Image Comics pulls ‘Divided States of America’ #4 cover after widespread criticism

After criticism from creators and fans, Image Comics announced that they would not use the controversial cover to Divided States of America #4 that was originally solicited. Instead, they will use the planned cover for issue #6 on issue #4.

The quick version:

1. Released with Image Comics’ September 2017 solicitations, the original cover to Divided States of Hysteria #4 featured an image of a Pakistani man being lynched, his pants down with his genitals mutilated, and a name tag with the slur “Paki” on it.

2. The cover was met with criticism from creators, fans and critics; these reactions followed quickly on the heels of negative reactions to the first issue and its portrayal of a trans sex worker being attacked.

3. Image Comics released a response over the weekend, which included the announcement that they would not use the original cover, replacing it with what would have been the cover for issue #6.

So what’s this all about? Let’s break it down …

[NOTE: The original cover to Divided States of America #4 is pretty graphic, but I’ve included it below and have attempted to hide it … but given differences in browsers, there’s no telling if the code doing so will work as intended in every browser instance. So, please be warned.]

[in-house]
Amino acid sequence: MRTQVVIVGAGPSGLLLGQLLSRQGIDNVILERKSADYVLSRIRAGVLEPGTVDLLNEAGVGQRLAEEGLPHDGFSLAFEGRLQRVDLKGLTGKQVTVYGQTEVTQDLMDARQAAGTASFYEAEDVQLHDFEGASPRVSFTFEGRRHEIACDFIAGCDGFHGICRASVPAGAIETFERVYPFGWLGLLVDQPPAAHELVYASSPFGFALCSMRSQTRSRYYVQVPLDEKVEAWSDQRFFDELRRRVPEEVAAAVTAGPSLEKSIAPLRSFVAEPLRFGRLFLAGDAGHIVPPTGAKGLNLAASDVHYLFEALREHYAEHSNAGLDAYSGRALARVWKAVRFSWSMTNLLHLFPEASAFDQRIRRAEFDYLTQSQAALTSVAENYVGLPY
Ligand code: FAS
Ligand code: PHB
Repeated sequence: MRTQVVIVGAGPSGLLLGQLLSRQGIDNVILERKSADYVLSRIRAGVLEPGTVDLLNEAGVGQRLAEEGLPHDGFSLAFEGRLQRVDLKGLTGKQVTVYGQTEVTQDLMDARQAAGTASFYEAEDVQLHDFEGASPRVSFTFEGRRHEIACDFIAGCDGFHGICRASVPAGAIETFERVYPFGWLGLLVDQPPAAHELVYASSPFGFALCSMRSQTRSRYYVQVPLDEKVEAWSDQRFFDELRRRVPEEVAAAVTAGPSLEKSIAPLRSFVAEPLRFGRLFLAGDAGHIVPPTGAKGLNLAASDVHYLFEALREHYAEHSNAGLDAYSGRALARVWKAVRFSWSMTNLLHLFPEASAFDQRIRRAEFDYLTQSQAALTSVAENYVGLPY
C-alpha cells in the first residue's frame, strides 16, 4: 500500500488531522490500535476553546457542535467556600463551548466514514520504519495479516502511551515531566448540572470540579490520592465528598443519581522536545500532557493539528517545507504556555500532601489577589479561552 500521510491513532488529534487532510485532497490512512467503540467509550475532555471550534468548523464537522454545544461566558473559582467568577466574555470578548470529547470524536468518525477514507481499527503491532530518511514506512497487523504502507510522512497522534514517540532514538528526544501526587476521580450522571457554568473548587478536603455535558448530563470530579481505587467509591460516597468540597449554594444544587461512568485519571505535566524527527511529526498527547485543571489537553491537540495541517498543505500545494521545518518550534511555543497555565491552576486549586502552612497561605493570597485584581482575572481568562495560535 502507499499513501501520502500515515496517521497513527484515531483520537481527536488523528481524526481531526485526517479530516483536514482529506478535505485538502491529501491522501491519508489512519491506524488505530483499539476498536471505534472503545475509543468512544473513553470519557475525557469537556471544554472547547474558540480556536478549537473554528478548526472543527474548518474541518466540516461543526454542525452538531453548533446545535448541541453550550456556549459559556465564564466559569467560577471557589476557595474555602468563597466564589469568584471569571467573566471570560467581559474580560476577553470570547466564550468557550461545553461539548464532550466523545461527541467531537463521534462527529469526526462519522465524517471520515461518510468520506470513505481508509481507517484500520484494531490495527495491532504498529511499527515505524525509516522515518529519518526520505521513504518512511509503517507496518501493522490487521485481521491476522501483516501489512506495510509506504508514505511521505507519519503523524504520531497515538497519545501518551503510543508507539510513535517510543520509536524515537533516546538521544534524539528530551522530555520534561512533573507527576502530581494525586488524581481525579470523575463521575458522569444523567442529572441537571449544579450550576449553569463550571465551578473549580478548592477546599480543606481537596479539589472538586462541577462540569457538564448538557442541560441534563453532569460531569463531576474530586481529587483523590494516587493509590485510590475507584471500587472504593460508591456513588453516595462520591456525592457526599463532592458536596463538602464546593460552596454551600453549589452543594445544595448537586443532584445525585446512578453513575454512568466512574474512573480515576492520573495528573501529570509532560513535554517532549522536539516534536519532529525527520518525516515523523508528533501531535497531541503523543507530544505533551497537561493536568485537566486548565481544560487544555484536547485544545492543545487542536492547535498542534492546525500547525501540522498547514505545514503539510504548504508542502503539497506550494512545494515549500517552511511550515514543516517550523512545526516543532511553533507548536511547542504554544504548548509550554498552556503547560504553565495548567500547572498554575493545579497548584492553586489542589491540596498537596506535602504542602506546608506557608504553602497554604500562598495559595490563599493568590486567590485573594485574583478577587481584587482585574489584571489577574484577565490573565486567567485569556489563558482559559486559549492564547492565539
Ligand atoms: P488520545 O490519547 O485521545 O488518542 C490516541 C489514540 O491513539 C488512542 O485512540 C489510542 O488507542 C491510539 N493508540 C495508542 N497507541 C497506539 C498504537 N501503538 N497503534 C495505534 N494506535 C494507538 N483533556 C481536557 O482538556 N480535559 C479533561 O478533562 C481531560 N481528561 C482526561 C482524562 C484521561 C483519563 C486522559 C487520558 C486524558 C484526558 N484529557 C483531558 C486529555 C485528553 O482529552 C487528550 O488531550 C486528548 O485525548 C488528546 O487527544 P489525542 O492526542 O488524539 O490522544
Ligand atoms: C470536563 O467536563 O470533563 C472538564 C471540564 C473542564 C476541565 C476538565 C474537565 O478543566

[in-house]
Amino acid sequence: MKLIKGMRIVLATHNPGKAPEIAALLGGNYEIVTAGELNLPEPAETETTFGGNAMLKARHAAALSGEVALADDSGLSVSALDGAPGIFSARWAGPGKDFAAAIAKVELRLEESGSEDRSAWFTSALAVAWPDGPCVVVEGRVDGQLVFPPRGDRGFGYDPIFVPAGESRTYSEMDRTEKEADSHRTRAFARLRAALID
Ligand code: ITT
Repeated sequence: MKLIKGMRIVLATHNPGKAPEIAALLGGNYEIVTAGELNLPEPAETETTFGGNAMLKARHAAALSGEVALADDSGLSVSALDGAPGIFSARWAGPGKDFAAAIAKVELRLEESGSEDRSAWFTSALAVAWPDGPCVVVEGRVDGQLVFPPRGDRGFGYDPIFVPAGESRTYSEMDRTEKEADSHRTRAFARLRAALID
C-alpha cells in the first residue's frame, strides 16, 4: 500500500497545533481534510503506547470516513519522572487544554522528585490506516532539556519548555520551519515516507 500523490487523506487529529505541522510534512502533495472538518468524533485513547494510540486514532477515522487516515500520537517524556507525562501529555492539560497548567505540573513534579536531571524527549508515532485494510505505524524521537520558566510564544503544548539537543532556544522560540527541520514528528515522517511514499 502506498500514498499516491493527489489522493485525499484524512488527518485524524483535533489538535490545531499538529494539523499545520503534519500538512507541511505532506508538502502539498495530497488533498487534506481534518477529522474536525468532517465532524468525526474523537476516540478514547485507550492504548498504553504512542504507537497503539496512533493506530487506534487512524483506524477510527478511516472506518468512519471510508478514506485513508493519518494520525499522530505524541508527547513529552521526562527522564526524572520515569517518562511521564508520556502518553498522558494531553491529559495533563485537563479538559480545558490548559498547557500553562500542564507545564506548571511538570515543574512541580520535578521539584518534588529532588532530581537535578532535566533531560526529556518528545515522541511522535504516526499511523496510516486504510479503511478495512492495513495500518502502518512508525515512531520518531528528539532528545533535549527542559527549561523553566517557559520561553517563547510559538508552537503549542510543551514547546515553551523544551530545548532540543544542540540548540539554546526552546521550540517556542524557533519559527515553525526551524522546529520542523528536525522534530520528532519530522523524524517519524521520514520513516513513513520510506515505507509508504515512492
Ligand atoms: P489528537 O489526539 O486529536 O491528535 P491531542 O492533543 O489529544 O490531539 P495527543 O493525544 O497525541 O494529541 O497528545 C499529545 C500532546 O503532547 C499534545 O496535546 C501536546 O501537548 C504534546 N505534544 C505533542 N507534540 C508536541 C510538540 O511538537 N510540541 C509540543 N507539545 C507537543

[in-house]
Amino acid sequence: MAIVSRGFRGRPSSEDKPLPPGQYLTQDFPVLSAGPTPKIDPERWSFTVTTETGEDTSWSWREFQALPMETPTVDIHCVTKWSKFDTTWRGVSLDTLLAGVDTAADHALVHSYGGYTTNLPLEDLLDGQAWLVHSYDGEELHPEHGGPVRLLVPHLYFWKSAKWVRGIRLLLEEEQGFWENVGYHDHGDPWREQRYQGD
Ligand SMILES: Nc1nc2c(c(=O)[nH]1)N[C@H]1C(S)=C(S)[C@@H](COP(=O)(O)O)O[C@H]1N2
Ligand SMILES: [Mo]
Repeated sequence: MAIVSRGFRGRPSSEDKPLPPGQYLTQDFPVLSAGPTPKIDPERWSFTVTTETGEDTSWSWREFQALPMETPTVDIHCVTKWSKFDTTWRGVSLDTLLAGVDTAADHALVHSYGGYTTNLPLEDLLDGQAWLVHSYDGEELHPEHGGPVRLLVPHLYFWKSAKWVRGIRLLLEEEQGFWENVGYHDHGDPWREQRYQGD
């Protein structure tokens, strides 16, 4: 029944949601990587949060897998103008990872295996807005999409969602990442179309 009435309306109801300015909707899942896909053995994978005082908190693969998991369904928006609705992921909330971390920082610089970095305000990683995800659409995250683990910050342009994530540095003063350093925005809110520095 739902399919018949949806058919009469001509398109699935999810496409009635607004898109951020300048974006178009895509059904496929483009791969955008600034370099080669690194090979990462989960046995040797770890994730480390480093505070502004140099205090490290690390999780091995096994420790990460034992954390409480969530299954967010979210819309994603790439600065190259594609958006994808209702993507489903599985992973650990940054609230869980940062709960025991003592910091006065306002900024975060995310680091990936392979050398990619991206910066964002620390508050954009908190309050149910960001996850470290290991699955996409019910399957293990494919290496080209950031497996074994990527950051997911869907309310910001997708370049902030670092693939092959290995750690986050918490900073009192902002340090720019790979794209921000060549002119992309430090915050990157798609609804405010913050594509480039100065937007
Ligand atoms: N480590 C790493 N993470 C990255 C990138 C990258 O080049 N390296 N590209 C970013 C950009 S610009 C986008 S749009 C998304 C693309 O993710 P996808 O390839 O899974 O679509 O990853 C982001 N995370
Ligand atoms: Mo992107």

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Comics Lowdown: Manga pirates can’t go legit

Plus: ‘Check Please’ goes to First Second, ‘Infini-T’ Force goes to Udon, Jill Thompson, Red Planet and more.

A Pirate’s Life… Ain’t what it used to be. Cecilia D’Anastasio talks to several former scanlators (including NJT, who set up MangaHelpers back in the day) about their struggles to go legit, and she also talks to some legitimate translators about what they do. While scanlators defend what they do as providing a service by fans, for fans—no ugly profit involved—it’s also true that publishers may not want to license a series that is already being widely read on bootleg sites. Also, they are finding that publishers don’t want to hire them, and the pay isn’t enough to let them quit their day jobs. Because, as Kodansha Comics’ Ben Applegate observed, “Whenever there’s a large group of people giving away their labor for free, it’s going to depress pay for those who are trying to do things legitimately.”

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Smash Pages Q&A: Transience and forgotten memories

Do you remember yesterday? I often barely remember where I parked but I more or less know what I do day to day. In Transience, Leo Johnson and Ricardo Mo have assembled a collection of stories that build a world wrecked from amnesia.